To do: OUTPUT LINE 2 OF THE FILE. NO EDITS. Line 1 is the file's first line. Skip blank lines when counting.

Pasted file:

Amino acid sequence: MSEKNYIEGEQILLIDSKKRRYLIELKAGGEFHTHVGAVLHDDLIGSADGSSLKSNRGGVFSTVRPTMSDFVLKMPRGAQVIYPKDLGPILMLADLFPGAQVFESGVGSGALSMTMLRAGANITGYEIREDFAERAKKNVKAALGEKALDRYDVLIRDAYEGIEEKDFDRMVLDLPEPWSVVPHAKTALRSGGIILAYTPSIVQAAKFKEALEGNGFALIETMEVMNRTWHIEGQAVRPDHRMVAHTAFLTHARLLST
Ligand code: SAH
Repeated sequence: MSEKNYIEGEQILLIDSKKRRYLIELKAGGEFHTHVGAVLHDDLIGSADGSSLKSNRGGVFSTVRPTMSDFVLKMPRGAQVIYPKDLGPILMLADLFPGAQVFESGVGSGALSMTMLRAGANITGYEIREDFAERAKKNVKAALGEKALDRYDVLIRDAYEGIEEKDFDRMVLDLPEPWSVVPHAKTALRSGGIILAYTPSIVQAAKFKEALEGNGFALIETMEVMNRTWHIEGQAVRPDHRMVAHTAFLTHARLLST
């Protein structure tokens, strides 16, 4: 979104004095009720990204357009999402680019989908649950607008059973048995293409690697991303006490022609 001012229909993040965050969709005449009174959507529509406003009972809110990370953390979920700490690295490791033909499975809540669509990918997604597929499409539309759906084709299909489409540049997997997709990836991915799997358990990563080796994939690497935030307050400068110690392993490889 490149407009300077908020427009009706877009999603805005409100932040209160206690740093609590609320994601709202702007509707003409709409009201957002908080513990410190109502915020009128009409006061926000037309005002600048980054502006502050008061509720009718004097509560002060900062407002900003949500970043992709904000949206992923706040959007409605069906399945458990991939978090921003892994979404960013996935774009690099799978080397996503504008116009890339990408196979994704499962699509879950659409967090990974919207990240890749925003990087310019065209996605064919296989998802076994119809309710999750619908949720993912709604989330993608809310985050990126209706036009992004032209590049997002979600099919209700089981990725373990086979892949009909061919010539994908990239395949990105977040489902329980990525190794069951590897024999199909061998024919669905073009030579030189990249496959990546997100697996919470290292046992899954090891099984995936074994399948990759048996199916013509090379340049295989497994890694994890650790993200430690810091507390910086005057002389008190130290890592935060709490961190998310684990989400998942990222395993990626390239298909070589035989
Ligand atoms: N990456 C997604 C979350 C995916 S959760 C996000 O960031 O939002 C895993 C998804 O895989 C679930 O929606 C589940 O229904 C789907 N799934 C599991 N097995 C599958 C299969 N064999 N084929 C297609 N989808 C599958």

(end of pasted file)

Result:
Ligand code: SAH